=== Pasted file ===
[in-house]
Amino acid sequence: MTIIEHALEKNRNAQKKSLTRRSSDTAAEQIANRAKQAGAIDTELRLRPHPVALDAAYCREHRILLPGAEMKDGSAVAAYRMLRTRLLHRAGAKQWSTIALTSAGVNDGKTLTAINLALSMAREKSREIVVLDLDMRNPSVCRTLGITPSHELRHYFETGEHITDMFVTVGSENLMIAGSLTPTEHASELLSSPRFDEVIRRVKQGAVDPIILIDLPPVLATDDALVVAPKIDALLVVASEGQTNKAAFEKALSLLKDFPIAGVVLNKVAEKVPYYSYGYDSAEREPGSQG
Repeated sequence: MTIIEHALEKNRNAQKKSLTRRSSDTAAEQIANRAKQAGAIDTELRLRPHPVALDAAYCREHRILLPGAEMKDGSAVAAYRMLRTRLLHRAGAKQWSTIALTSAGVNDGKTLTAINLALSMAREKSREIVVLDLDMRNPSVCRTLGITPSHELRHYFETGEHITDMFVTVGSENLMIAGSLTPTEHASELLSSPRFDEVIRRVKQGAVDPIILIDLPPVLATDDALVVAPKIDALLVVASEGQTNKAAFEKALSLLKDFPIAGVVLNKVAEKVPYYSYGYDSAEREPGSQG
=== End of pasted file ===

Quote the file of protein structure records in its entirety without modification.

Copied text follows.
[in-house]
Amino acid sequence: MTIIEHALEKNRNAQKKSLTRRSSDTAAEQIANRAKQAGAIDTELRLRPHPVALDAAYCREHRILLPGAEMKDGSAVAAYRMLRTRLLHRAGAKQWSTIALTSAGVNDGKTLTAINLALSMAREKSREIVVLDLDMRNPSVCRTLGITPSHELRHYFETGEHITDMFVTVGSENLMIAGSLTPTEHASELLSSPRFDEVIRRVKQGAVDPIILIDLPPVLATDDALVVAPKIDALLVVASEGQTNKAAFEKALSLLKDFPIAGVVLNKVAEKVPYYSYGYDSAEREPGSQG
Repeated sequence: MTIIEHALEKNRNAQKKSLTRRSSDTAAEQIANRAKQAGAIDTELRLRPHPVALDAAYCREHRILLPGAEMKDGSAVAAYRMLRTRLLHRAGAKQWSTIALTSAGVNDGKTLTAINLALSMAREKSREIVVLDLDMRNPSVCRTLGITPSHELRHYFETGEHITDMFVTVGSENLMIAGSLTPTEHASELLSSPRFDEVIRRVKQGAVDPIILIDLPPVLATDDALVVAPKIDALLVVASEGQTNKAAFEKALSLLKDFPIAGVVLNKVAEKVPYYSYGYDSAEREPGSQG